Medical Debt Pushed 55 Million Indians Into Poverty In One Year

Published : 28 Nov 2019 9:01 AM GMT
Medical Debt Pushed 55 Million Indians Into Poverty In One YearImage Credit: Flickr/ World Bank Photo Collection

About 55 million Indians were dragged into poverty in a single year due to patient-care costs, according to a study by the Public Health Foundation of India.

Lack of affordable hospitals, doctors, ill-equipped health professionals, expensive drugs, antibiotic resistance, childhood malnutrition, neglect of women’s health and lack of funds, all have been affecting the Indian health sector. The rising costs of treatments, especially in private hospitals, are making health-care unaffordable for the people, The Tribune reported.

Leveraging doctors’ online communities through micro-sites of the pharmaceuticals has started an all-new mode of deceit by companies. A large share of India’s population seems to avoid the formal medical system and to avoid a heavy financial burden. A staggering 39 per cent do not receive any medical attention before death.

The rich prefer formal treatment even in case of a minor ailment, however, the poor might perceive an ailment worth treating when it is life-threatening. A whopping 62 per cent of Indians paid from their own pockets for their medical expenses in 2016, an annual study by global health services company Cigna showed.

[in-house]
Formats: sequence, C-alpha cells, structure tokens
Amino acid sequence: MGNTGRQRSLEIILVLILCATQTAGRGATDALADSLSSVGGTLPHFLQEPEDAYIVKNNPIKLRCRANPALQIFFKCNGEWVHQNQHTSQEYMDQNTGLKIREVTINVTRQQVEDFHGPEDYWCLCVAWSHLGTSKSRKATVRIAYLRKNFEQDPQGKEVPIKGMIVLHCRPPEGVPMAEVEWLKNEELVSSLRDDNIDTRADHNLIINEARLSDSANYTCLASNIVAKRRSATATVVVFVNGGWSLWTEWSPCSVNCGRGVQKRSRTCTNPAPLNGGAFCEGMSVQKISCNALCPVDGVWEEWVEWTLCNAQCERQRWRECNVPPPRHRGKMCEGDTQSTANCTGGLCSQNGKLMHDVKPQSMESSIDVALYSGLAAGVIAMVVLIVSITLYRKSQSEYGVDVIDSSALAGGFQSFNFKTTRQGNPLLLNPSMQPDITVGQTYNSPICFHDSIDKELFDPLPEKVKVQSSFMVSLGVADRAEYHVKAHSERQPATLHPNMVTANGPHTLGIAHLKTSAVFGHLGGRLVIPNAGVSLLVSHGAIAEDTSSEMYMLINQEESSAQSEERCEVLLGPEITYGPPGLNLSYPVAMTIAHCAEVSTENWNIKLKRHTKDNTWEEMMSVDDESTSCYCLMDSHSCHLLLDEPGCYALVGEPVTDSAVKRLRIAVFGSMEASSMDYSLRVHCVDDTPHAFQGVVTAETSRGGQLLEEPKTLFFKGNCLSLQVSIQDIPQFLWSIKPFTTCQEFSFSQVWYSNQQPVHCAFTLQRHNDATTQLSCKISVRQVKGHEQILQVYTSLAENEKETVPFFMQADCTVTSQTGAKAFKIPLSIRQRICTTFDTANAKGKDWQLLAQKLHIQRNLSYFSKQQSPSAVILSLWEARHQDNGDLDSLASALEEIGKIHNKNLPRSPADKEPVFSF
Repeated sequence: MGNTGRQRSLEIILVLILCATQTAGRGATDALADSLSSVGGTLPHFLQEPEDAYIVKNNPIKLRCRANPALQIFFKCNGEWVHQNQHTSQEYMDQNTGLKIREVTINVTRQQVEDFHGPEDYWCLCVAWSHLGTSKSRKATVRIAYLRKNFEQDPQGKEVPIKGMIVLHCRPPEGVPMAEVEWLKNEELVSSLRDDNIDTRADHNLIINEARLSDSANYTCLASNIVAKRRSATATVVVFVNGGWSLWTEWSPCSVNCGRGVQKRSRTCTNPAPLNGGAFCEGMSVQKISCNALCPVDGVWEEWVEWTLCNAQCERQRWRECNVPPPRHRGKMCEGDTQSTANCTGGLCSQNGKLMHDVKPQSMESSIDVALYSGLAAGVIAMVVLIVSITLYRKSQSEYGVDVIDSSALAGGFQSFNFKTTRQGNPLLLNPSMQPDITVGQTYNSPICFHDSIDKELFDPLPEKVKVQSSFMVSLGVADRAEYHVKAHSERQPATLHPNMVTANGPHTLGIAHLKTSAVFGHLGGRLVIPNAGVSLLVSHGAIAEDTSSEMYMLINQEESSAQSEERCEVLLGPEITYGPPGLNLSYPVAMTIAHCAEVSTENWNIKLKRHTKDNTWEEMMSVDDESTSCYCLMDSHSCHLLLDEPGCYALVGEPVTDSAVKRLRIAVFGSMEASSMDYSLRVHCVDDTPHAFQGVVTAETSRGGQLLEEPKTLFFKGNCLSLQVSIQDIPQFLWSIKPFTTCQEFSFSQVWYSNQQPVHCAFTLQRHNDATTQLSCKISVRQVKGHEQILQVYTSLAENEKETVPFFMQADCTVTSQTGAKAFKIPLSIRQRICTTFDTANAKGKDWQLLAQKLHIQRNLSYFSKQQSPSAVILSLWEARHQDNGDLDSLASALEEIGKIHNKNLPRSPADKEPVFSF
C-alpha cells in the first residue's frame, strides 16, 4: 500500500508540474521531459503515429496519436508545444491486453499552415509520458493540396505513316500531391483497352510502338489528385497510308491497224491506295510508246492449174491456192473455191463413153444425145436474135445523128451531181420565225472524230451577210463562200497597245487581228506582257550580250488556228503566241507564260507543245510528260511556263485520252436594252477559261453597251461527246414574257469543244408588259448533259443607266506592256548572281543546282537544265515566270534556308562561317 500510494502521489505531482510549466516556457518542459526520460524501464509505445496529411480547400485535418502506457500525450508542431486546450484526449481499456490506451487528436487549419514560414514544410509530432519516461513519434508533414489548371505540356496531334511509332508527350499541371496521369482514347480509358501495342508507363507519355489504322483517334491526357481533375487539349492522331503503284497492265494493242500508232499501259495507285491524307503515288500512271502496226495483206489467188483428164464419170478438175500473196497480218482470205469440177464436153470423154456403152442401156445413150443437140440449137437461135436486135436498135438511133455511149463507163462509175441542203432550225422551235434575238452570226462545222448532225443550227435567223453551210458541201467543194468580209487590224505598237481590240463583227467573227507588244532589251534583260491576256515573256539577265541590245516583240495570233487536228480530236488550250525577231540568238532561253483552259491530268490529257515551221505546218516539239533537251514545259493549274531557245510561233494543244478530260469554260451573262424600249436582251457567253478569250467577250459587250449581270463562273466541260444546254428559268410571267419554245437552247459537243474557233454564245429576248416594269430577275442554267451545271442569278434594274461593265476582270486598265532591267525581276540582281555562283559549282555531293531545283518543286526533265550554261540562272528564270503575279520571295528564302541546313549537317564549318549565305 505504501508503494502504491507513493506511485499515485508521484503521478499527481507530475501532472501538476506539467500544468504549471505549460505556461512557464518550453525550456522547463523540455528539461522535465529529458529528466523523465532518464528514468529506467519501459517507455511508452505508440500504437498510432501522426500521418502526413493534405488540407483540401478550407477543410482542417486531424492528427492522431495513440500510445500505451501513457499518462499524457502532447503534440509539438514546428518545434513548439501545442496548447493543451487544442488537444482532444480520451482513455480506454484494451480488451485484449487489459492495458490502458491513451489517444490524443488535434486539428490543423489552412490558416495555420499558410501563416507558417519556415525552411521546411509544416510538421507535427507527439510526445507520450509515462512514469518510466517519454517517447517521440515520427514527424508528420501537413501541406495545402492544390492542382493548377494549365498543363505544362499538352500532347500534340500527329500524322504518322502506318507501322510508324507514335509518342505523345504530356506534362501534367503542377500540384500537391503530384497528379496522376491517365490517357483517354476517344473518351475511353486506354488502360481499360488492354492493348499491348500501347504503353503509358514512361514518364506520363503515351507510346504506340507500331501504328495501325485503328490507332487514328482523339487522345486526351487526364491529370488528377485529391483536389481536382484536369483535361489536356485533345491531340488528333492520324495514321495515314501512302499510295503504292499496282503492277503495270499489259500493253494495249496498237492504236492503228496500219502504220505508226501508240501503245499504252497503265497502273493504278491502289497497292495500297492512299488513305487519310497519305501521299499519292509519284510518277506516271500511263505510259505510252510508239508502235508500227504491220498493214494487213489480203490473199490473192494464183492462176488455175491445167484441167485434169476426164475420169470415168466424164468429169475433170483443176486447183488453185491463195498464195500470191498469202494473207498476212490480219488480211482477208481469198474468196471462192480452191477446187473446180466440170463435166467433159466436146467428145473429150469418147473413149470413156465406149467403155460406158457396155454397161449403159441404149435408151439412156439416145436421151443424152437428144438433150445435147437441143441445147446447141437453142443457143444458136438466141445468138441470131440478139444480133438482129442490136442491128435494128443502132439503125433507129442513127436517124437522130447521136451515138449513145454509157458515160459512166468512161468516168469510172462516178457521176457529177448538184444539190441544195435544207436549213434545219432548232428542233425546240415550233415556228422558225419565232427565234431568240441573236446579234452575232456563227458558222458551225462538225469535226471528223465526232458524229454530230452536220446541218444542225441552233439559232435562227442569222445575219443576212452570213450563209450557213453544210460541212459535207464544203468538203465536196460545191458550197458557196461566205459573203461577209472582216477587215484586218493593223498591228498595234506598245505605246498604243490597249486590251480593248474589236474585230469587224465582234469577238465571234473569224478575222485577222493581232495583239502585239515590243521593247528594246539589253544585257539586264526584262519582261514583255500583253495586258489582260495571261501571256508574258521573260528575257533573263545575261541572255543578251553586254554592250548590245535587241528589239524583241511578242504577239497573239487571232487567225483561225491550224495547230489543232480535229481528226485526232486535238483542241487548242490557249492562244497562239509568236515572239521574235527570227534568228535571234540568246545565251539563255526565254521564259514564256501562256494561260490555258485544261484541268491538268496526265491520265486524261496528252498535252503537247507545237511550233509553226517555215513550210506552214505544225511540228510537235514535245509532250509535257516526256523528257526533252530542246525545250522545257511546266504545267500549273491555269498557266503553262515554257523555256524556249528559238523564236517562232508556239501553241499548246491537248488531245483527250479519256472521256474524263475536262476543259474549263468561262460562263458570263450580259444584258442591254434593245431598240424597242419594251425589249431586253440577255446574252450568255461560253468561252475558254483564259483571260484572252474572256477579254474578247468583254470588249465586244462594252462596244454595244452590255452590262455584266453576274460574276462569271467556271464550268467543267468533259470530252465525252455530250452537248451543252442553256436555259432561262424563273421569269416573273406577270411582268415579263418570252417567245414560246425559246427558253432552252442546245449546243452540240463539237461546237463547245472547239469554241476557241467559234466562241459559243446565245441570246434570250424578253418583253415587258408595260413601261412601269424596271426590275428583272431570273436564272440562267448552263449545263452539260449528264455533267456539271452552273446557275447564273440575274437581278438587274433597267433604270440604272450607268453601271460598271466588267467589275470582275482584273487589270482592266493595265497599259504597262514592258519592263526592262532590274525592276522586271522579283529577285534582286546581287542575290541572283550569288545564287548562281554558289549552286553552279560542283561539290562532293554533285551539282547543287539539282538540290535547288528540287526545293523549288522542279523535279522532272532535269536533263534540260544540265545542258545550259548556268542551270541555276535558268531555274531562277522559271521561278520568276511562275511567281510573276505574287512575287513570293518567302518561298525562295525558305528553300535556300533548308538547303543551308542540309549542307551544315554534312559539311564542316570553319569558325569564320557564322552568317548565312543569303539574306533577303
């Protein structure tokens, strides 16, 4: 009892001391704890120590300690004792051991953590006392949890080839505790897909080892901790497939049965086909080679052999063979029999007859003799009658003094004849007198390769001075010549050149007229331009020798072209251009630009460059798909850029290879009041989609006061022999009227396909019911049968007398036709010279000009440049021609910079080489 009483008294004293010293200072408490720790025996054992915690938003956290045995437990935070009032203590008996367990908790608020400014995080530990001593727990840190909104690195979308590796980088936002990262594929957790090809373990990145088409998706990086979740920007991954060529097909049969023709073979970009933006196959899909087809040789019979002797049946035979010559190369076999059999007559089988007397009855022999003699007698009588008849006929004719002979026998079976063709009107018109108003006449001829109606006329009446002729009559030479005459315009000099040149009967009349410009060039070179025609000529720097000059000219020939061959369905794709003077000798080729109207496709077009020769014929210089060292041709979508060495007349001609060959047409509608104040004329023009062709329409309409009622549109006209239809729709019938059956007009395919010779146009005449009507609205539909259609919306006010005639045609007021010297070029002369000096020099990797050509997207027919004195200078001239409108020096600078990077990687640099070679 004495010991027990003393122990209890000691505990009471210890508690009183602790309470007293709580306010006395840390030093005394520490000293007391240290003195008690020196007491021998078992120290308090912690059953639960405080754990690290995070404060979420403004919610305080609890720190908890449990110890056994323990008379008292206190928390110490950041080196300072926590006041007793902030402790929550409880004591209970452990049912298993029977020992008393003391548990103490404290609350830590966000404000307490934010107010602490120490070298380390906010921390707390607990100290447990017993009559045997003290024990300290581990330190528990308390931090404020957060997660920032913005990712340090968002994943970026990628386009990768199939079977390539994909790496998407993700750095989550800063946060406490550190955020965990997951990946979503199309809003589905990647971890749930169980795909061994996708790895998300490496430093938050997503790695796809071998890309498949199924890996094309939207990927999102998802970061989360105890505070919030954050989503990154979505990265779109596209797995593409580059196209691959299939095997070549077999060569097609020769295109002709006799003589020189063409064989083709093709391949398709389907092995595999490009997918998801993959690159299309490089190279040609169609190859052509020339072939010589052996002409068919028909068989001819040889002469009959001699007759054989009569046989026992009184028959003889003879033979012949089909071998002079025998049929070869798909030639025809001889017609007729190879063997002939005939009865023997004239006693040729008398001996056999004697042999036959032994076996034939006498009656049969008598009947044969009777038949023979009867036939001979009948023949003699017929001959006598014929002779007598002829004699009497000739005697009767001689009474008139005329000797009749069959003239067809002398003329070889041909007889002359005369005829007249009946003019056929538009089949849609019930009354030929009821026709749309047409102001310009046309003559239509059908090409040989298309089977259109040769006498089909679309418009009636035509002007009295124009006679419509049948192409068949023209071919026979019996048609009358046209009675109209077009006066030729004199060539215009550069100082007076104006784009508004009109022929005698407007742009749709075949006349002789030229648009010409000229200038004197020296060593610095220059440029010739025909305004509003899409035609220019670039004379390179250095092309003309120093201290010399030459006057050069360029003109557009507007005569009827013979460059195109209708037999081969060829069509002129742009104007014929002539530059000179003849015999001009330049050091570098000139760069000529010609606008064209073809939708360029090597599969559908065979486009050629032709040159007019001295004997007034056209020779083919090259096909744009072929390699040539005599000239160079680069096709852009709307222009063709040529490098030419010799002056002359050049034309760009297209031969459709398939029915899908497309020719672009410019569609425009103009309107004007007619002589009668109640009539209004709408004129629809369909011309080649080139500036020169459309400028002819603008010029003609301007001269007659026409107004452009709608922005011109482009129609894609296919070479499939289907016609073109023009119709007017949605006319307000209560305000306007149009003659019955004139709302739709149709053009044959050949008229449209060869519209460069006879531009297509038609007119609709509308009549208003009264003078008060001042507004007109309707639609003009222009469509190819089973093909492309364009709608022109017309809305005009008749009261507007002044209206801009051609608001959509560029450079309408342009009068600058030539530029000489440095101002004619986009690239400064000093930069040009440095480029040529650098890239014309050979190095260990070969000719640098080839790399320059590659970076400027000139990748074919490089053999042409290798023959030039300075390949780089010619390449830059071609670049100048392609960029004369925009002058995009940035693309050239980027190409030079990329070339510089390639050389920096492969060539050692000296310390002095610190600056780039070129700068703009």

The study comes at a time when the public hospitals are congested with excessive patient load and lack of resources. Even the public health budget remains pegged around one per cent of the GDP. People are therefore helpless and end up relying on private hospitals, though many cannot afford it.

The cost of healthcare in India has increased disproportionately to the incomes of people. In such a scenario, people often end up exhausting their lifelong earnings or selling assets to pay for end-of-life situations, where chances of survival are minimal.

Less than 15 per cent of the population in India today has a healthcare cover, be it community insurance, employers’ expenditure and social insurance etc.

Former President Pranab Mukherjee drew attention to the healthcare emergency in India as 80 per cent of the costs are paid from pocket and healthcare debts push four to six crore Indians into poverty every year.

Americans borrowed an estimated $88 billion to cover healthcare costs in 2018; many ended up in bankruptcy eventually. More than 36 per cent have no insurance of any kind, many more have ineffective health insurance plans. Even the insured often can’t afford to pay their medical bills in the US.

Also Read: ‘Will Stop Central Healthcare Services If Pending Bills Aren’t Cleared’, Private Hospitals Warn Govt

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